Relational Data Model

“One of the most important applications for computers is storing and managing information” Ulman (1992).

Up until 1970, when the relational data model was introduced by E. F. Codd whilst with IBM (although there were a number of publications containing some of the ideas earlier), data models were largely record based (hierarchical and network models) with one-to-many relationships which were inflexible as the data structures were mostly designed as a result of the use of the data and hence extremely process dependent. Even after its initial introduction, despite the relational data model being recognised as a breakthrough, it was considered as impractical in its application due to its demand for computing resources, which were expensive. Fortunately, with the advancement and reduction in cost of computing resources, the demands of this data model could be met and relationships used to describe data.

The relational data model allowed data to be described in terms of tuples and attributes (or in a two-dimensional tabular format of rows and columns), which became the “relation” making the data itself much more process independent, more flexible and capable of many-to-many relationships. Tables of data (and hence further relationships) could also be related to one another by the use of common attributes. This tabular format introduced some important end user features that were inherent issues in the older hierarchical and network data models; simplicity, redundancy, capacity, speed and versatility.

Simplicity: one of the most important features in any system for its widespread adoption. The relational data model is easy for the end user to understand with its tabular perception and as a result is seemly easy to add, edit and delete data (especially considering the lack of redundancy this model allows).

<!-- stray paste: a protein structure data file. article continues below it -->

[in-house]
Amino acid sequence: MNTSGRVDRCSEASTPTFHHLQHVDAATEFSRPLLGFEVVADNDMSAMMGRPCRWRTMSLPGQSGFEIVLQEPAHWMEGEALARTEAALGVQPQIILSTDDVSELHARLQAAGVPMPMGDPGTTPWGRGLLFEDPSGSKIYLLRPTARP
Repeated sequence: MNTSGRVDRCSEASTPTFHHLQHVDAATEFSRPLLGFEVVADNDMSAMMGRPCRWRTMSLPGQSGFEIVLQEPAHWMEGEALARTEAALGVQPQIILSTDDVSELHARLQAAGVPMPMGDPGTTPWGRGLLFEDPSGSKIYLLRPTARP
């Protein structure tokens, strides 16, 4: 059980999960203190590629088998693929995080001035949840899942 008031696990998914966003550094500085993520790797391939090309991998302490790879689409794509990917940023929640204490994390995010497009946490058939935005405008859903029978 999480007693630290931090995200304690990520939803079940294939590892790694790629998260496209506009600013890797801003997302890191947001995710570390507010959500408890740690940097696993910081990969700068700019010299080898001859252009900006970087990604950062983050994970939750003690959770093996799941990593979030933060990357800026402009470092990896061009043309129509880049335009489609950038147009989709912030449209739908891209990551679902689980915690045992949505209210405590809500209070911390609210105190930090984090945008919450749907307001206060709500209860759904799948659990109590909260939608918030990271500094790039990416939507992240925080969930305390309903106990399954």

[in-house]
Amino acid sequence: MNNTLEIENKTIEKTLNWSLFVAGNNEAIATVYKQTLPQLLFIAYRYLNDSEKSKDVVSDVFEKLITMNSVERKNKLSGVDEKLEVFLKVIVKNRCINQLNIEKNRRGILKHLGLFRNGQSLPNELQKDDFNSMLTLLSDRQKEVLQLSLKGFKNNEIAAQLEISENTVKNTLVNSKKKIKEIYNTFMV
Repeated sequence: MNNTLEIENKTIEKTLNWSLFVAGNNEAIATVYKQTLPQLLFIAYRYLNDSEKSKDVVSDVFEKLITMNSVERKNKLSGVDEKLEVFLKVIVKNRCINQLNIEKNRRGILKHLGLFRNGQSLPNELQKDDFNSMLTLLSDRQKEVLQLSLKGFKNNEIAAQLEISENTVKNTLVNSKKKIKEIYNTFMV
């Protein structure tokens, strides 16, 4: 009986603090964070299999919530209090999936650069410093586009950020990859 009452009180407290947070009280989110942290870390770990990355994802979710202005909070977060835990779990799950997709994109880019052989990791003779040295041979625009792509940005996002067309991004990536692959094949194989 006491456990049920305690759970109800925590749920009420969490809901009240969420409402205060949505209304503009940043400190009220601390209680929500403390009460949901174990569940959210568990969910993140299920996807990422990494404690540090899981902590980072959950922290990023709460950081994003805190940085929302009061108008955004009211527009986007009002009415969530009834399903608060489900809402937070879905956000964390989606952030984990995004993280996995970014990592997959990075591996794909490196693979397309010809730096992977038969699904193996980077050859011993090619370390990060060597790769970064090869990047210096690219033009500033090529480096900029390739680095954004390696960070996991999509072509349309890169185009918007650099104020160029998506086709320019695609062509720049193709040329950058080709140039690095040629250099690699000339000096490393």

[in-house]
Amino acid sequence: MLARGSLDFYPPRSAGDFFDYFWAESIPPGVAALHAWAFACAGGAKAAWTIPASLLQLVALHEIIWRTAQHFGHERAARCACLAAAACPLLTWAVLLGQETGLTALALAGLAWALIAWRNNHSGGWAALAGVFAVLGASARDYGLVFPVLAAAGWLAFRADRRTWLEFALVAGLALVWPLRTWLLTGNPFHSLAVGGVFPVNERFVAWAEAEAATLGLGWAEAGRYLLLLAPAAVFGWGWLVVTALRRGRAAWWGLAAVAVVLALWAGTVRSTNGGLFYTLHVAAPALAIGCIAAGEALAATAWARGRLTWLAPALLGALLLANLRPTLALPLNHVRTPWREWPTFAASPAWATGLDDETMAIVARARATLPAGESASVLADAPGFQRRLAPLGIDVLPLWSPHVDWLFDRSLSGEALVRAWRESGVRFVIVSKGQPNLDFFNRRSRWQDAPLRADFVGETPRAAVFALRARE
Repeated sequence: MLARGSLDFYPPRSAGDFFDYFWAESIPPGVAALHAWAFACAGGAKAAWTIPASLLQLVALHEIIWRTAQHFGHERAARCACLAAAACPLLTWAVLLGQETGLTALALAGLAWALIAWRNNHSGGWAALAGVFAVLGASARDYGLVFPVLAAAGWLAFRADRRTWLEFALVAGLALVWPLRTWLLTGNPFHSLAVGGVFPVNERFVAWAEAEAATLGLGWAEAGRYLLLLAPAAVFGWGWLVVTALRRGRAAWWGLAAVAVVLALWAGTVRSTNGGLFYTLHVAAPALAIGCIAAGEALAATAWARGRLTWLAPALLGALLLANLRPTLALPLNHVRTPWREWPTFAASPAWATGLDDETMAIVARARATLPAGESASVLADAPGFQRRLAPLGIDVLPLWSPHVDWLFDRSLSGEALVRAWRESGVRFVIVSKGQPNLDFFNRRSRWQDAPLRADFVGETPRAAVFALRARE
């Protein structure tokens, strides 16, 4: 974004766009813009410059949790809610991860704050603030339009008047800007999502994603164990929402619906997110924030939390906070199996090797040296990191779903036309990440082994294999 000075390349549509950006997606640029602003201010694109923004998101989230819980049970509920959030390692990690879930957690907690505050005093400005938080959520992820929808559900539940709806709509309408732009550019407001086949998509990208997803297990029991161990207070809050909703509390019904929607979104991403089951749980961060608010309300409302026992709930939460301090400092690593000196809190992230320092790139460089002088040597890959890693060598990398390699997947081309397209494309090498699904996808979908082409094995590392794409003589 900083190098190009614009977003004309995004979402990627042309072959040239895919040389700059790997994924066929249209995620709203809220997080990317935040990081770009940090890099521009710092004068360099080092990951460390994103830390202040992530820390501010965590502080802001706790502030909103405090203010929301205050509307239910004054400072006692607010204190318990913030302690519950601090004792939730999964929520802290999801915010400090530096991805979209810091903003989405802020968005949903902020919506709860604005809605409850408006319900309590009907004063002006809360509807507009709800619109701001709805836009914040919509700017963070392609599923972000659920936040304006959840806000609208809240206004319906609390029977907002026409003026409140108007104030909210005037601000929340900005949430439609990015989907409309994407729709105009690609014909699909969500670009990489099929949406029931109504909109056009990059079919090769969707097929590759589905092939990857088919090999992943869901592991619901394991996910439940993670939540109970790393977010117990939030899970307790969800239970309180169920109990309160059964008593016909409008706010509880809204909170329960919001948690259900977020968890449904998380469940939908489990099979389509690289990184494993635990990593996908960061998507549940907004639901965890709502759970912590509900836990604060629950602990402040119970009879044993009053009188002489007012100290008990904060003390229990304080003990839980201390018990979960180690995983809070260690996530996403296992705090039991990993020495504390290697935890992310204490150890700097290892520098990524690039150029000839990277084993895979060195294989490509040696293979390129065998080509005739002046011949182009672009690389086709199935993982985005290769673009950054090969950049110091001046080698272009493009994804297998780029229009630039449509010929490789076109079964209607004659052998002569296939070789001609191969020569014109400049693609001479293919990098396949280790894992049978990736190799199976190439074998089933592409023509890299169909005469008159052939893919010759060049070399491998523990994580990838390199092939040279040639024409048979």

Redundancy: with a well designed data structure there is normally no need to repeat any data in a relational data model as attributes can be accessed directly depending on the relationships created between tables.

Capacity: although many systems were capable of storing large amounts of data, earlier models could not record the relationships between the data elements and therefore capacity was generally limited to the requirements of the data (data dependence).

Speed & Versatility: despite being considered as resource hungry initially when computer resources were limited and expensive, the ability to build and query data indexes of any logical kind and query them on demand in a many-to-many relationship environment adds to overall system usability as no predecessor model could.

In conclusion, the relational data model provides a simple and fast way of using and querying large amounts of data whilst being simple to understand. Despite the emergence of new data modelling techniques, none have yet come to replace the relational data model.


Coronel, Morris & Rob (2009) Database Systems: Design, Implementation, and Management (9th Edition). Cengage Learning.

Marston, T. (2004) The Relational Database Model, Normalisation and Effective Database Design [Online]. Available at (Accessed 4 April 2010).

Navanthe, S. B. (1992) Communications of the ACM: Evolution of Data Modeling for Databases [Online]. Available from University of Liverpool Library (Accessed 4 April 2010).

Ullman, J. D. (1992) Computer Science: The Mechanization of Abstraction: The Relational Data Model [Online]. Available at (Accessed 4 April 2010).